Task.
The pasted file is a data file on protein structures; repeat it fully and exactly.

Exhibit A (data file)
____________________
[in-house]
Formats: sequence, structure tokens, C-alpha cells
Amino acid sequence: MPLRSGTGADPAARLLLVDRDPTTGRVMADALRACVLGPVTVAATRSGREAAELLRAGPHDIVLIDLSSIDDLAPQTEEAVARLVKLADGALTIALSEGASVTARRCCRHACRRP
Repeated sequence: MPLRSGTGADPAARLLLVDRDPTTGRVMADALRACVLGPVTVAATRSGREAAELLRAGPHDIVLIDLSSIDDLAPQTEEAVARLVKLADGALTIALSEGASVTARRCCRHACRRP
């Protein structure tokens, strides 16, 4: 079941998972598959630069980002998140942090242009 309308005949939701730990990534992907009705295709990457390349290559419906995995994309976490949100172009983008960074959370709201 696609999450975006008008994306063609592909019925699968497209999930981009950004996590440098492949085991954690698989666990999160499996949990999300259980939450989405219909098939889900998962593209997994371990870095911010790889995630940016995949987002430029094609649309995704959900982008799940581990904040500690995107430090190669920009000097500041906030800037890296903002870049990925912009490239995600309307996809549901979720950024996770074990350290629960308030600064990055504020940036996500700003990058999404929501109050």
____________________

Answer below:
[in-house]
Formats: sequence, structure tokens, C-alpha cells
Amino acid sequence: MPLRSGTGADPAARLLLVDRDPTTGRVMADALRACVLGPVTVAATRSGREAAELLRAGPHDIVLIDLSSIDDLAPQTEEAVARLVKLADGALTIALSEGASVTARRCCRHACRRP
Repeated sequence: MPLRSGTGADPAARLLLVDRDPTTGRVMADALRACVLGPVTVAATRSGREAAELLRAGPHDIVLIDLSSIDDLAPQTEEAVARLVKLADGALTIALSEGASVTARRCCRHACRRP
């Protein structure tokens, strides 16, 4: 079941998972598959630069980002998140942090242009 309308005949939701730990990534992907009705295709990457390349290559419906995995994309976490949100172009983008960074959370709201 696609999450975006008008994306063609592909019925699968497209999930981009950004996590440098492949085991954690698989666990999160499996949990999300259980939450989405219909098939889900998962593209997994371990870095911010790889995630940016995949987002430029094609649309995704959900982008799940581990904040500690995107430090190669920009000097500041906030800037890296903002870049990925912009490239995600309307996809549901979720950024996770074990350290629960308030600064990055504020940036996500700003990058999404929501109050």